Nati's Mexican Restaurant
1852 Bacon St.
When I travel, the thing I miss most is Mexican food. I've experienced some real abominations, even within California, like the place in Redding where the "salsa" was tomato juice with diced cucumbers and carrots. When I asked for the hot sauce that they used in the kitchen, the guy came back with a bottle of Tabasco. It's always nice to come back from a trip like that and have some real carne asada or carnitas.
While I do love authentic Mexican food, there are times when I crave something inauthentic. Rather than go to El Torito or some place in Old Town, I like to head for a long-time San Diego favorite-Nati's in Ocean Beach, a restaurant that's been owned and operated by the same family for more than 40 years.
My first encounter with Nati's was at the behest of my college newspaper editor, who dragged me along with him to get ground-beef tacos. I balked. I mean, ground-beef tacos are what my mom made for dinner. I don't remember what I ordered instead, but it sucked. The next time, I got the ground-beef tacos, and it made me a happy man.
Nati's serves up what I call California-style Mexican food, which is basically Mexican food like my gringo Jewish mother (and my friends' gringo Jewish mothers) used to make from spice packets and pre-packaged taco shells. They offer items like carne asada and fish tacos, but only begrudgingly, or so it seems.
Readers of CityBeat are no doubt familiar with the quality assurance implied by a Wolfgang Verkaaik advertorial in the Union-Tribune. The Nati's display (including a menu from when it opened in 1960 and a 16 magazine photo of '70s hunk Shaun Cassidy in a Nati's tee) includes two advertorial write-ups, from proto-Verkaaiks in an '80s publication called Tuned In, which recommends the carnitas. The description is enticing-unfortunately, carnitas is no longer on the menu. Even if it was, I'd be skeptical.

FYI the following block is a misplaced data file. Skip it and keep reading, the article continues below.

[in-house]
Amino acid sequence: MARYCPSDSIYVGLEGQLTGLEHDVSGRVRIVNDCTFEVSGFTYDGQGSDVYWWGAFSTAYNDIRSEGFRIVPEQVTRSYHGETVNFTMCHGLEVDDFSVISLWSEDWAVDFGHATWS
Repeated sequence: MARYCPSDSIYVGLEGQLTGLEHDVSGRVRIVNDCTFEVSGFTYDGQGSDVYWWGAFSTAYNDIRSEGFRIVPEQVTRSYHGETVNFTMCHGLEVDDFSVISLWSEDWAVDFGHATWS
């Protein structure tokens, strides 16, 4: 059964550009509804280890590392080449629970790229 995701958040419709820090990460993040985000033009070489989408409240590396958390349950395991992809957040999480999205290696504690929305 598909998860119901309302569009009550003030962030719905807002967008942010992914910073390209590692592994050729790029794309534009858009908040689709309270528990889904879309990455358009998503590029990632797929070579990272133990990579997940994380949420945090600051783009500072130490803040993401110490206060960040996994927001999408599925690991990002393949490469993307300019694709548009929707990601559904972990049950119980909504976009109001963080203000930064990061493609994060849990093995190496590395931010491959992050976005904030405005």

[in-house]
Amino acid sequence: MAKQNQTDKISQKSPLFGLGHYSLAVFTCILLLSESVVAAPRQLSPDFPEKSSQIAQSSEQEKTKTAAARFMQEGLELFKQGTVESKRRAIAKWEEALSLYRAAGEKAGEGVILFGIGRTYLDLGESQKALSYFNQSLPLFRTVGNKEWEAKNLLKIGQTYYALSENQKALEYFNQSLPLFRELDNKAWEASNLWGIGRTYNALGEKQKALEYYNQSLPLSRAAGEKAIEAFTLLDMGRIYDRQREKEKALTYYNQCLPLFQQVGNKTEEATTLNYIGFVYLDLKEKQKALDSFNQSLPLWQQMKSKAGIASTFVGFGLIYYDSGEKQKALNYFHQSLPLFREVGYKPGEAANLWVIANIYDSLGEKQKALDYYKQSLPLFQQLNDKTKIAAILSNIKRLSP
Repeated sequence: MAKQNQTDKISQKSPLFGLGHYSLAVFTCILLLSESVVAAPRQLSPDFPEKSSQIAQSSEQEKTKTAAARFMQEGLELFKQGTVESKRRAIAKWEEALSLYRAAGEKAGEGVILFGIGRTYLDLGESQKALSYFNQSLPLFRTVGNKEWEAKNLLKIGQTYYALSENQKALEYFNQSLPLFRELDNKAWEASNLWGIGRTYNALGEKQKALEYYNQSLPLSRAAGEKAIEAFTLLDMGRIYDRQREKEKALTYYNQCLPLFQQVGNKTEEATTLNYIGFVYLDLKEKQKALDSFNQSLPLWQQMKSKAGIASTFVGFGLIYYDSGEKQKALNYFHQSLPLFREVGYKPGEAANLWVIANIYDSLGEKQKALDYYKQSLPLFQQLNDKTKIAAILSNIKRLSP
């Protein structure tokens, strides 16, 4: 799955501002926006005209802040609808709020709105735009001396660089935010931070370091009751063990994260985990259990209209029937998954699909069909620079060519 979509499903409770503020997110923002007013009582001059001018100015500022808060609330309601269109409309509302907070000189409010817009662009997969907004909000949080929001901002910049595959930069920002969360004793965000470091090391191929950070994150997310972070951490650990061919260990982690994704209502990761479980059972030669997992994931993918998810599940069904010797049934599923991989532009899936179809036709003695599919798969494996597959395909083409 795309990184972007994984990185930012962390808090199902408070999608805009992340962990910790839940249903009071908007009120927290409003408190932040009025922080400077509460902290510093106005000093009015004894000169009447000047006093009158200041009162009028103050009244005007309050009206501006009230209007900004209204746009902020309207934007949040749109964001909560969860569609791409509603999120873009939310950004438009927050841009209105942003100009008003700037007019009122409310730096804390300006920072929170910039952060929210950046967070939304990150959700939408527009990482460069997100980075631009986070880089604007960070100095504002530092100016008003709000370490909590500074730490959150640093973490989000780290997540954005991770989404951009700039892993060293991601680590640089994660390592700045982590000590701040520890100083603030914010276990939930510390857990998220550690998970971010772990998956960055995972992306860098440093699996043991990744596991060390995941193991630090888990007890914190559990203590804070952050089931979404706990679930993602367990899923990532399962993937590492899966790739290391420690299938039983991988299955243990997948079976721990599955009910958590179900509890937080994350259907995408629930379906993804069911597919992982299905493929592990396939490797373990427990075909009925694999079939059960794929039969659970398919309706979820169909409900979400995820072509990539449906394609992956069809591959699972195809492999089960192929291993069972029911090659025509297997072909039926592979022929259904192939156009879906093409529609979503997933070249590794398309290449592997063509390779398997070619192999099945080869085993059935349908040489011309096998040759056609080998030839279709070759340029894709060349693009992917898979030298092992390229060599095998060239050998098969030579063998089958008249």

Each time I've deviated from my old editor's simple instruction to order ground-beef tacos, I've been sorry. And yet, there I was, ordering carne asada and fish tacos-and there I was, leaving half of it all on the plate.
Why did I do this to myself? The carne asada taco was a sad, limp corn tortilla with a couple of mouthfuls of skirt steak inside and nothing else. No guacamole, no salsa fresca, nothing. I tried a bite of the meat, and it was cooked OK but was bland and unseasoned. Ugh. So I tried the fish taco. It looked like a piece of fresh fish but tasted like fish sticks-in fact, it was exactly as if McDonalds made fish tacos, with the Filet-O-Fish in a corn tortilla dressed with mayonnaise and Big Mac lettuce. Mind you, both of these taste sensations are bargain-priced, at a reasonable $2.95 each.
The third item I tried was actually pretty good, the soft quesadilla supreme, though it's hard to imagine how anybody could screw up two flour tortillas with cheese and beans inside. Still, after being brutalized by the tacos, this tasted great by comparison. It also came with a pretty nice salsa made with tomatoes, chilies and a touch of garlic.
Even though this experience overall was a bust, there are still two-but only two-really good reasons to go to Nati's: combination No. 0 (or #2) and the sour cream enchiladas. Combination No. 0 is a ground-beef taco and cheese enchilada. Combination No. 2 is two ground-beef tacos and a cheese enchilada. Both come with rice and beans, and are the perfect time warp back to when you had no idea what real Mexican food was. The meat is perfectly seasoned, the shells perfectly crispy, and the crumbled Mexican cheese atop the lettuce adds a great accent to the flavor. The cheese enchiladas are basic but have a delicious tomato-y enchilada sauce, and the chopped raw onions inside perk up the filling nicely. No. 0 is a perfectly sized meal for most.
The sour cream enchiladas are filled with the same ground beef as the tacos and topped with that same great sauce plus cheese, sour cream and sliced avocado-simple, rich and delicious. They also come with rice and beans. The rice here is run-of-the-mill Mexican rice, but the refried beans are very good. Rich and creamy with a generous amount of cheese melted on top, they are some of the better refried beans I've had in town.
There are better authentic Mexican restaurants in San Diego, certainly, but when I'm craving something inauthentic, Nati's ground beef tacos are unsurpassed.